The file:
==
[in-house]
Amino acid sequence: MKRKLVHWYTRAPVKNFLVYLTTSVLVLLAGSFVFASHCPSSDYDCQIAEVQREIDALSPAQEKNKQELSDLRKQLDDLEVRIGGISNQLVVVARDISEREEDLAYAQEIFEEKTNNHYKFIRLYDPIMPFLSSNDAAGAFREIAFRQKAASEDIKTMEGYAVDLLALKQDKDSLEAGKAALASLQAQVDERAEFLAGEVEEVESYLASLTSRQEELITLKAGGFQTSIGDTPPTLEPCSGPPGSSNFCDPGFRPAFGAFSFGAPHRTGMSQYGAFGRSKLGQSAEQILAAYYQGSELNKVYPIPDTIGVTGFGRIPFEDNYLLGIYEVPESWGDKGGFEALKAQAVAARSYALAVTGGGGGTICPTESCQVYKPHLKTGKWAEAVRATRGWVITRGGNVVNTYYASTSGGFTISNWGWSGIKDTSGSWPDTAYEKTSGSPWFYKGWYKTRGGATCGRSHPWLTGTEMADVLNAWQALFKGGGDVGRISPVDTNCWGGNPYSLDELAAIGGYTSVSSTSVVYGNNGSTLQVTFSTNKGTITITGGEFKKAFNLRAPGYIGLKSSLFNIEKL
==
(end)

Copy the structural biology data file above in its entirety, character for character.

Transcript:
[in-house]
Amino acid sequence: MKRKLVHWYTRAPVKNFLVYLTTSVLVLLAGSFVFASHCPSSDYDCQIAEVQREIDALSPAQEKNKQELSDLRKQLDDLEVRIGGISNQLVVVARDISEREEDLAYAQEIFEEKTNNHYKFIRLYDPIMPFLSSNDAAGAFREIAFRQKAASEDIKTMEGYAVDLLALKQDKDSLEAGKAALASLQAQVDERAEFLAGEVEEVESYLASLTSRQEELITLKAGGFQTSIGDTPPTLEPCSGPPGSSNFCDPGFRPAFGAFSFGAPHRTGMSQYGAFGRSKLGQSAEQILAAYYQGSELNKVYPIPDTIGVTGFGRIPFEDNYLLGIYEVPESWGDKGGFEALKAQAVAARSYALAVTGGGGGTICPTESCQVYKPHLKTGKWAEAVRATRGWVITRGGNVVNTYYASTSGGFTISNWGWSGIKDTSGSWPDTAYEKTSGSPWFYKGWYKTRGGATCGRSHPWLTGTEMADVLNAWQALFKGGGDVGRISPVDTNCWGGNPYSLDELAAIGGYTSVSSTSVVYGNNGSTLQVTFSTNKGTITITGGEFKKAFNLRAPGYIGLKSSLFNIEKL